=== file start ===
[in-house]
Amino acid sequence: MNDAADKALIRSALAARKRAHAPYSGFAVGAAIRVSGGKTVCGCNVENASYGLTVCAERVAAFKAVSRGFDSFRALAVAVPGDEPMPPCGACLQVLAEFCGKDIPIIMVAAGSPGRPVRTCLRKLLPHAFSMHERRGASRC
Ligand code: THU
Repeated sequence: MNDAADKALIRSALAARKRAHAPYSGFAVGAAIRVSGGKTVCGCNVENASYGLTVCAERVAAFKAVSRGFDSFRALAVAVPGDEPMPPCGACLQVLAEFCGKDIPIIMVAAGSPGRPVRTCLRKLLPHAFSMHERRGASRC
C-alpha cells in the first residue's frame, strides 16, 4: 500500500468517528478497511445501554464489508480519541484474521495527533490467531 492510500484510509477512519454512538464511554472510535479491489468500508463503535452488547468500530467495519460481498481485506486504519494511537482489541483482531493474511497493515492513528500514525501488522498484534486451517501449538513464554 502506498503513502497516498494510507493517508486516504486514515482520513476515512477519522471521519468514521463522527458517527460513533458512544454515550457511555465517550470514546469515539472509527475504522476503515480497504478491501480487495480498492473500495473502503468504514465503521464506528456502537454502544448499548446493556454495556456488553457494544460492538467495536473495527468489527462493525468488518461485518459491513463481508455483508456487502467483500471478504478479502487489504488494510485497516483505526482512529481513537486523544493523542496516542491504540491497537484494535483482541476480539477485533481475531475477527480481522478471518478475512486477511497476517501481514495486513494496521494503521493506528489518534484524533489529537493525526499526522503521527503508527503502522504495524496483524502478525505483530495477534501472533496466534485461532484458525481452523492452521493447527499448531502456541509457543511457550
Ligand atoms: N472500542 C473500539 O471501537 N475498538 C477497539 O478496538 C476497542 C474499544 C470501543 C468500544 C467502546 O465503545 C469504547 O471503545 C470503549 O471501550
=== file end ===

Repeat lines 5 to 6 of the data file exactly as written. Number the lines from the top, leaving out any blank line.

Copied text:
C-alpha cells in the first residue's frame, strides 16, 4: 500500500468517528478497511445501554464489508480519541484474521495527533490467531 492510500484510509477512519454512538464511554472510535479491489468500508463503535452488547468500530467495519460481498481485506486504519494511537482489541483482531493474511497493515492513528500514525501488522498484534486451517501449538513464554 502506498503513502497516498494510507493517508486516504486514515482520513476515512477519522471521519468514521463522527458517527460513533458512544454515550457511555465517550470514546469515539472509527475504522476503515480497504478491501480487495480498492473500495473502503468504514465503521464506528456502537454502544448499548446493556454495556456488553457494544460492538467495536473495527468489527462493525468488518461485518459491513463481508455483508456487502467483500471478504478479502487489504488494510485497516483505526482512529481513537486523544493523542496516542491504540491497537484494535483482541476480539477485533481475531475477527480481522478471518478475512486477511497476517501481514495486513494496521494503521493506528489518534484524533489529537493525526499526522503521527503508527503502522504495524496483524502478525505483530495477534501472533496466534485461532484458525481452523492452521493447527499448531502456541509457543511457550
Ligand atoms: N472500542 C473500539 O471501537 N475498538 C477497539 O478496538 C476497542 C474499544 C470501543 C468500544 C467502546 O465503545 C469504547 O471503545 C470503549 O471501550